Fake News 1937:
Germany disputes the bombing of Guernica
At 16:40 today, 26 April 2017, the bells will ring out again in the small Basque town of Guernica. It will be exactly 80 years since the first planes of the German Condor Legion appeared over the town and began a bombardment lasting three and a half hours which reduced it to rubble. The air strike of 26 April 1937, during the Spanish Civil War, has entered the history books as the first time that an undefended European town, not directly involved in fighting, was subjected to carpet bombing. What we now regard as historical truth, however, was long hotly disputed. For decades, those chiefly responsible attempted to conceal their guilt with “fake news” or ostentatious silence. It was only in 1997 that the Federal Republic of Germany admitted the “culpable involvement of German pilots” and sought reconciliation with survivors and descendants.
26 April 1937: between truth and lies
The fact that almost everyone is familiar with the name “Guernica”, by which the Spanish town was commonly known until the 1980s, is largely due to two people. The first was George Steer, a British journalist covering the Spanish Civil War for the “Times” of London, whose sensational article spread the news of the destruction of Guernica by German planes to the whole world. The second was Pablo Picasso. Inspired by the news reports, Picasso abandoned his original plans for a commission for the pavilion of the Spanish Republic at the Paris “Exposition Internationale”, and instead, in the space of just a few weeks, produced the world-famous painting, “Guernica”. The work was to become the anti-war painting par excellence and keeps the memory of the bombardment alive to this day – despite the fact that those primarily responsible denied what had happened for decades. Just a day after the destruction, the rebel troops under General Franco, whom the Condor Legion supported in the Spanish Civil War, stated that the Republicans had destroyed Guernica, by dynamiting and setting fire to it. On the German side, too, it appeared that within a few days nobody was able to remember anything about the air strike of 26 April.
Germany’s long road to admission of guilt.
The background to this collective amnesia were the international protests which immediately ensued. The brutality of the attack, which was obviously aimed at the civilian population, shocked the international public. Moreover, in view of the existing non-intervention pact, the deployment of the German Luftwaffe on the side of Franco prompted outrage. It was only at the end of the Spanish Civil War, in 1939, that the deployment of the Condor Legion in Spain was officially made public, and it was celebrated in Hitler’s Germany as proof of German readiness for war. As for Guernica itself, however, the blanket of silence was maintained.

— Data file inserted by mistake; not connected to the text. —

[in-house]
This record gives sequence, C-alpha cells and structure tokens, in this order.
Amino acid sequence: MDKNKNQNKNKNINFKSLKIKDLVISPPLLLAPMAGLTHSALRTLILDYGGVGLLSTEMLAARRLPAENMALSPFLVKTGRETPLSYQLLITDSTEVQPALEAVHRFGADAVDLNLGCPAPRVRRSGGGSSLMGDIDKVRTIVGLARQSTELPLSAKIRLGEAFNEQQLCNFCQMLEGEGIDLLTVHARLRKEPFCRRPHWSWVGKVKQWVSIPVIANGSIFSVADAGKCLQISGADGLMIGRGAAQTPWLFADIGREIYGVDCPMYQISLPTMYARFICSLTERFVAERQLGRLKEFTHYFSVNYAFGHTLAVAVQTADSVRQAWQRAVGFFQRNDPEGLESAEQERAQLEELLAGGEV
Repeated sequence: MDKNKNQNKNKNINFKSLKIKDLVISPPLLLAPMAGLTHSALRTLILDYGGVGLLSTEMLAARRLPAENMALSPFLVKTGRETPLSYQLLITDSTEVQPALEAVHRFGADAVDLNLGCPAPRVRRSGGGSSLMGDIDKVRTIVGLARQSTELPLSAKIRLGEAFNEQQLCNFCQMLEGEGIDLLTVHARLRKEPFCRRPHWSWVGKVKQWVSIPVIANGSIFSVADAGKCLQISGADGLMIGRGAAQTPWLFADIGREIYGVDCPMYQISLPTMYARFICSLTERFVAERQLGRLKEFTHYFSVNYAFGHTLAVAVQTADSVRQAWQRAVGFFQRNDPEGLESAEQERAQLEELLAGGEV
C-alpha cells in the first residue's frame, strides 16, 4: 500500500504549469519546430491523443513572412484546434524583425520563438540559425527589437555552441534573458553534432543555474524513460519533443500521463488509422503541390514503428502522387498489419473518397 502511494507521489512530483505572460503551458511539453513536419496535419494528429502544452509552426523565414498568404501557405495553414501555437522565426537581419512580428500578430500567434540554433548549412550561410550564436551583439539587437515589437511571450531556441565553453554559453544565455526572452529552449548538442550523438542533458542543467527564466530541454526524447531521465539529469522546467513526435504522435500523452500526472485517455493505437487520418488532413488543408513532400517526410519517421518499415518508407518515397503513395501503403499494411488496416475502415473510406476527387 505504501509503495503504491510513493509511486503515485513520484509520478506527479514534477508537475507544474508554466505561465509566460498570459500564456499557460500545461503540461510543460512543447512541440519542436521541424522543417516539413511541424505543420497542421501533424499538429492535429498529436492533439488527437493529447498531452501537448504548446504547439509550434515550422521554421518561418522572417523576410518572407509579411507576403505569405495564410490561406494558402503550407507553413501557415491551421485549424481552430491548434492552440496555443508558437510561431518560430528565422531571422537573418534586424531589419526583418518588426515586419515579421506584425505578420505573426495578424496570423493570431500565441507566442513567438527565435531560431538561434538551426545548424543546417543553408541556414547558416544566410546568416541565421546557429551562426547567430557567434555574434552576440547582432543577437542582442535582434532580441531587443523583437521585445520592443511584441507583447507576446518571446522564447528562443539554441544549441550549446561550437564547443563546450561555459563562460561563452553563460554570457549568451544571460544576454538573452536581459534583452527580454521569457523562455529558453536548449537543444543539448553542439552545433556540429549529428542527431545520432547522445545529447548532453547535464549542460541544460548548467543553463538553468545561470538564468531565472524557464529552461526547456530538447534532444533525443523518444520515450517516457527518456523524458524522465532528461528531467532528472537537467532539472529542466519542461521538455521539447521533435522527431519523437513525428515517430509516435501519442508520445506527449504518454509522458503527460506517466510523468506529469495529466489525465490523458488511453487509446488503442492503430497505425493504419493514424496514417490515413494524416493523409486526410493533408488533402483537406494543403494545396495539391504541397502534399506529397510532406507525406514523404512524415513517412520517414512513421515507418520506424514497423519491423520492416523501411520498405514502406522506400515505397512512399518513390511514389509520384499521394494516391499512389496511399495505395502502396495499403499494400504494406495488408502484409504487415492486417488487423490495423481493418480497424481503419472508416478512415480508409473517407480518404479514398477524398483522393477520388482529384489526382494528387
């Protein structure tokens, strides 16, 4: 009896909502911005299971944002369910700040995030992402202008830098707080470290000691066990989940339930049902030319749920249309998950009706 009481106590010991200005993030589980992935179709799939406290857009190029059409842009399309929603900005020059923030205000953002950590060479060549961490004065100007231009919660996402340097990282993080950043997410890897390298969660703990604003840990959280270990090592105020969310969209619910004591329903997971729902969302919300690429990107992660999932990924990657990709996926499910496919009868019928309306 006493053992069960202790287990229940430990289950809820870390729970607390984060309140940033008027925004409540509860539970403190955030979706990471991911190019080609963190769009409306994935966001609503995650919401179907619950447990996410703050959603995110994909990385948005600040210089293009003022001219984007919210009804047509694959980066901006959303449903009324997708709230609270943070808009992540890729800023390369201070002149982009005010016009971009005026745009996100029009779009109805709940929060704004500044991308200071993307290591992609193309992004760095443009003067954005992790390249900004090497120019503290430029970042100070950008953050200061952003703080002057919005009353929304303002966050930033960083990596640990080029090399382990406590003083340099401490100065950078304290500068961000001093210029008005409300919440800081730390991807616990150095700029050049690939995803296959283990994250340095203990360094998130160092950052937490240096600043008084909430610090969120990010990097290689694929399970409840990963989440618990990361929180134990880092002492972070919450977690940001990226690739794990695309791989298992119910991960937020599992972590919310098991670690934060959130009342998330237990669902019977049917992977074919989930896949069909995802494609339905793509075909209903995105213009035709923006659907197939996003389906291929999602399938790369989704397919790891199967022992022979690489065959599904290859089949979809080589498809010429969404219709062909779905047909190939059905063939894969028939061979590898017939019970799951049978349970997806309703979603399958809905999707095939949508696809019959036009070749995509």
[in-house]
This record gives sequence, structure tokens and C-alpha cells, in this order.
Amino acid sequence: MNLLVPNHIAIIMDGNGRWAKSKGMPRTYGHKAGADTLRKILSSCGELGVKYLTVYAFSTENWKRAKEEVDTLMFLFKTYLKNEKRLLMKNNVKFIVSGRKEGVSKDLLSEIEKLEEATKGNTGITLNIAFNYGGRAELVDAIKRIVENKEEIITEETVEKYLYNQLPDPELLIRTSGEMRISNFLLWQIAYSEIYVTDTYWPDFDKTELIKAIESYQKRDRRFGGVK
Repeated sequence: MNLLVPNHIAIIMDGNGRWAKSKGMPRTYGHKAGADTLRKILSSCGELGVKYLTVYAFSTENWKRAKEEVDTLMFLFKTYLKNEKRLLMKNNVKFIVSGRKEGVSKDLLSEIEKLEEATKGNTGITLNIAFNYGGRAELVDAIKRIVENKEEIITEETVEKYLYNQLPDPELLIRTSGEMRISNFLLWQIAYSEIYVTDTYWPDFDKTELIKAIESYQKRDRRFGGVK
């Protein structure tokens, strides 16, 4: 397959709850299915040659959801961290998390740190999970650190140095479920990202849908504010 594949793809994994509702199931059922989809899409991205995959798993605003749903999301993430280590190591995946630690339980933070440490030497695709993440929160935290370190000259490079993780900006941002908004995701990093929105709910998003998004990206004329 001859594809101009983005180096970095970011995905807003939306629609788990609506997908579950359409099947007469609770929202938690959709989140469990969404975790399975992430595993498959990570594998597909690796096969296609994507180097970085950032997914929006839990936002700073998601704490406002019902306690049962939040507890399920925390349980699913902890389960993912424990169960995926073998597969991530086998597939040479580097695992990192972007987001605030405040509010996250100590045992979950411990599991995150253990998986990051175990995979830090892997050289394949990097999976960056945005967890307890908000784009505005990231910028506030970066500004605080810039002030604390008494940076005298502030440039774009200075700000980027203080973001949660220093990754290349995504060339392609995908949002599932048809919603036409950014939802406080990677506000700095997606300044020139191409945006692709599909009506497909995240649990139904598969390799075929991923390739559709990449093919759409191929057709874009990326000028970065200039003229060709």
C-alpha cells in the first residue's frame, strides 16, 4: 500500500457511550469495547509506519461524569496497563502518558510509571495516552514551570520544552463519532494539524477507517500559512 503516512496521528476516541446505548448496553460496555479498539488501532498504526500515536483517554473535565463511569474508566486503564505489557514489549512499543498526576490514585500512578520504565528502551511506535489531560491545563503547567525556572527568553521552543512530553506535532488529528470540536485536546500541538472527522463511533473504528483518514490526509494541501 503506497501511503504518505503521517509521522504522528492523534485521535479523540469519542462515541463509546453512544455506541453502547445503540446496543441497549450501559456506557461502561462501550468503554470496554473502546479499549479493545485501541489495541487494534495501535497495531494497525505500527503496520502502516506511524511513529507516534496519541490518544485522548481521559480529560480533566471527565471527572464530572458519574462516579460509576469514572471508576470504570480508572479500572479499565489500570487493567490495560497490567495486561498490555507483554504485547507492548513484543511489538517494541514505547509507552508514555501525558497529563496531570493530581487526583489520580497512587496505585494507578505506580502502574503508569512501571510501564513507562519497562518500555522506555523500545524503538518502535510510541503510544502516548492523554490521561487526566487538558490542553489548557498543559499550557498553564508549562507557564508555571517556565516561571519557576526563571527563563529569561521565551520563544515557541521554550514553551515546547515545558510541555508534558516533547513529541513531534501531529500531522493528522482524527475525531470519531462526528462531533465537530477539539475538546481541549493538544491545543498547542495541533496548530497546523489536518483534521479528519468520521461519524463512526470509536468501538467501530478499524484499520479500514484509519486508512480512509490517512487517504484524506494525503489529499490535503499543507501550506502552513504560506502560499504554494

Two factors facilitated the suppression of the truth. In Spain, Franco’s dictatorship prevented any investigation into what had happened, or even any public act of remembrance by the Basque people, until the dictator’s death in 1975. In Germany, meanwhile, it was a long time before the process of coming to terms with the crimes of the German armed forces got under way. It was only in the 1980s, when voices from the Basque Country were increasingly heard demanding some gesture of reconciliation from Germany, that the German public gradually became aware of what had happened. Then, Green politicians Petra Kelly and Gert Bastian took up the Guernica cause and a real momentum developed. Their tireless campaign for an acknowledgement of Germany’s guilt, combined with the debate surrounding German Army war crimes provoked in 1995 by the Hamburg “German Wehrmacht Exhibition”, led to a new level of public awareness. In 1997, on the 60th anniversary of the bombardment, the German President, Roman Herzog, acknowledged German guilt in a message to the people of Guernica and asked survivors of the attack for reconciliation.
How the theme came to the museum
One year later, when the painting “Madrid 1937 (Aviones negros)” (“Madrid 1937 [Black Aeroplanes]”) by Horacio Ferrer de Morgado was shown as part of the Deutsches Historisches Museum’s special exhibition “Kunst und Macht” (“Art and Power”), the artistic treatment of the German air attack evoked dismay among visitors. No-one, however, any longer doubted the truth of the subject matter. Today another painting by Ferrer de Morgado, now in the permanent exhibition of the Deutsches Historisches Museum, recalls the part played by the Condor Legion in the Spanish Civil War: “Éxodo”, a dramatic depiction of refugees, painted, like “Black Aeroplanes” and Picasso’s “Guernica”, in 1937 and directly inspired by the German Luftwaffe’s bombardment, was purchased in 1999, two years after the struggle to bring about Germany’s admission of guilt had ended.